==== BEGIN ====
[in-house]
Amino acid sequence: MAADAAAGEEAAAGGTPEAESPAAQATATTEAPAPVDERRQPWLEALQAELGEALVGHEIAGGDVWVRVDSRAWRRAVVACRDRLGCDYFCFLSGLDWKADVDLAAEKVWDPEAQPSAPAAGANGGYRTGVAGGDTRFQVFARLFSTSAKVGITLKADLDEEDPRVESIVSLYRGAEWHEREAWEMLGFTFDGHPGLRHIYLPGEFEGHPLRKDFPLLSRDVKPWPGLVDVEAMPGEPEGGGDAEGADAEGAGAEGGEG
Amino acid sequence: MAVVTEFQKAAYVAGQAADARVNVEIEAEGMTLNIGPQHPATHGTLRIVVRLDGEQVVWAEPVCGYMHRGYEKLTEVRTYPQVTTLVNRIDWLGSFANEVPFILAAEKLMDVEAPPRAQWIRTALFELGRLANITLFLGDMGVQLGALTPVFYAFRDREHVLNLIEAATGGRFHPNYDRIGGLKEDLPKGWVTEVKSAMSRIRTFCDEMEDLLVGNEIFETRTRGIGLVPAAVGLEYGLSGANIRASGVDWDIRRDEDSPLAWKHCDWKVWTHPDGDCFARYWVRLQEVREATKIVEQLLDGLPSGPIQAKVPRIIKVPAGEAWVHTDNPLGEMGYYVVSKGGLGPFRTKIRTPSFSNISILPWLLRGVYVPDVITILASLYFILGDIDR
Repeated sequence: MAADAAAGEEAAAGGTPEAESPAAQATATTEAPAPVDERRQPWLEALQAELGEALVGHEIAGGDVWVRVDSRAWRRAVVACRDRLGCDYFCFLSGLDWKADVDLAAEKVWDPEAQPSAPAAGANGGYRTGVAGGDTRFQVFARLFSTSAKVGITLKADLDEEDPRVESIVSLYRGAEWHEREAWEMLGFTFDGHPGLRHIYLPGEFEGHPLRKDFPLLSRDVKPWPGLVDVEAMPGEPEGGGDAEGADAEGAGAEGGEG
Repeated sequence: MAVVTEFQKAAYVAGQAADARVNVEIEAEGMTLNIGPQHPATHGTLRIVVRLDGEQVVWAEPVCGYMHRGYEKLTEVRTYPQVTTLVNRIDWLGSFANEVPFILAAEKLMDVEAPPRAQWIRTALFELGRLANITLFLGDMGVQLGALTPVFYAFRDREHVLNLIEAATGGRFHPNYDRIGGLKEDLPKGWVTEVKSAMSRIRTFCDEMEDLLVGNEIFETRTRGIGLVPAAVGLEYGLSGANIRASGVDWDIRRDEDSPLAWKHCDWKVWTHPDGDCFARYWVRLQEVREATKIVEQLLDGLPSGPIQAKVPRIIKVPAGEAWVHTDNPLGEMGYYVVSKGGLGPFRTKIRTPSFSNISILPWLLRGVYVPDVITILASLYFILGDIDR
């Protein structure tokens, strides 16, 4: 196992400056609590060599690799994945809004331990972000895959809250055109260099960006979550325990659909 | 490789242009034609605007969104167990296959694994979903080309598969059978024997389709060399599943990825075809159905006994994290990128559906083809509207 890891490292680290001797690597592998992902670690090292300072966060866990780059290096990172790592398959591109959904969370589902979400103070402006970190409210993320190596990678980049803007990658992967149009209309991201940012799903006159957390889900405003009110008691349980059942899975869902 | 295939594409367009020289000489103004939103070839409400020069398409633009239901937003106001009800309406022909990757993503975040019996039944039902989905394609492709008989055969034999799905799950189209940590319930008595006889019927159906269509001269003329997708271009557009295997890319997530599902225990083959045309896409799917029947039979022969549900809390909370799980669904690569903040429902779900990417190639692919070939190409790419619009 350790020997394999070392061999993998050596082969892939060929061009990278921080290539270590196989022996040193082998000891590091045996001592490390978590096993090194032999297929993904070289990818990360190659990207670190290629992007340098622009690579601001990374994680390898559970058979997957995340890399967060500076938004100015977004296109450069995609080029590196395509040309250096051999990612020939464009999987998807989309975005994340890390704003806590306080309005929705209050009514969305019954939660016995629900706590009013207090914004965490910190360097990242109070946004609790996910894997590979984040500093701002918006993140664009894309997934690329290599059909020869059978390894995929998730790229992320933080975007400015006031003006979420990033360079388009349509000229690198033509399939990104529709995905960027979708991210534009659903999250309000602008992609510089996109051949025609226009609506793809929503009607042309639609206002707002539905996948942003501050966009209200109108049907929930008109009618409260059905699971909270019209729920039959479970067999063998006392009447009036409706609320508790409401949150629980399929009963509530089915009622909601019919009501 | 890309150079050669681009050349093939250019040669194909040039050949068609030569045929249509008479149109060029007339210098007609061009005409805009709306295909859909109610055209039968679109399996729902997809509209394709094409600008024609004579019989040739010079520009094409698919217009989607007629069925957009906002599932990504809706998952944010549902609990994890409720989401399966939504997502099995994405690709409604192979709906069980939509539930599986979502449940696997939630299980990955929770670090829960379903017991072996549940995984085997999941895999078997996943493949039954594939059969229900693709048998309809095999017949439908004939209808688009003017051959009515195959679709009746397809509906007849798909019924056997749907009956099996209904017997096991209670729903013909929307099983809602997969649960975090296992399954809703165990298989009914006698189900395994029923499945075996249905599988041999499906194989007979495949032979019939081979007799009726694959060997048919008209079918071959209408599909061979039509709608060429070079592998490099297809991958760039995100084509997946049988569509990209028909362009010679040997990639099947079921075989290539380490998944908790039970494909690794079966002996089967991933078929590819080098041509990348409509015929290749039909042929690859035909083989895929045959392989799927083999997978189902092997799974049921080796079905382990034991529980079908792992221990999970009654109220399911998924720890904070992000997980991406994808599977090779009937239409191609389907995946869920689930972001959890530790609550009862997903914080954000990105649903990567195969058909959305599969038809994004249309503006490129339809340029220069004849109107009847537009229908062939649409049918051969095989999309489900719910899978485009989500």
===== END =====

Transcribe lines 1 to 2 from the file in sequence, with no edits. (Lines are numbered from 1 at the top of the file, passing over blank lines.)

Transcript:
[in-house]
Amino acid sequence: MAADAAAGEEAAAGGTPEAESPAAQATATTEAPAPVDERRQPWLEALQAELGEALVGHEIAGGDVWVRVDSRAWRRAVVACRDRLGCDYFCFLSGLDWKADVDLAAEKVWDPEAQPSAPAAGANGGYRTGVAGGDTRFQVFARLFSTSAKVGITLKADLDEEDPRVESIVSLYRGAEWHEREAWEMLGFTFDGHPGLRHIYLPGEFEGHPLRKDFPLLSRDVKPWPGLVDVEAMPGEPEGGGDAEGADAEGAGAEGGEG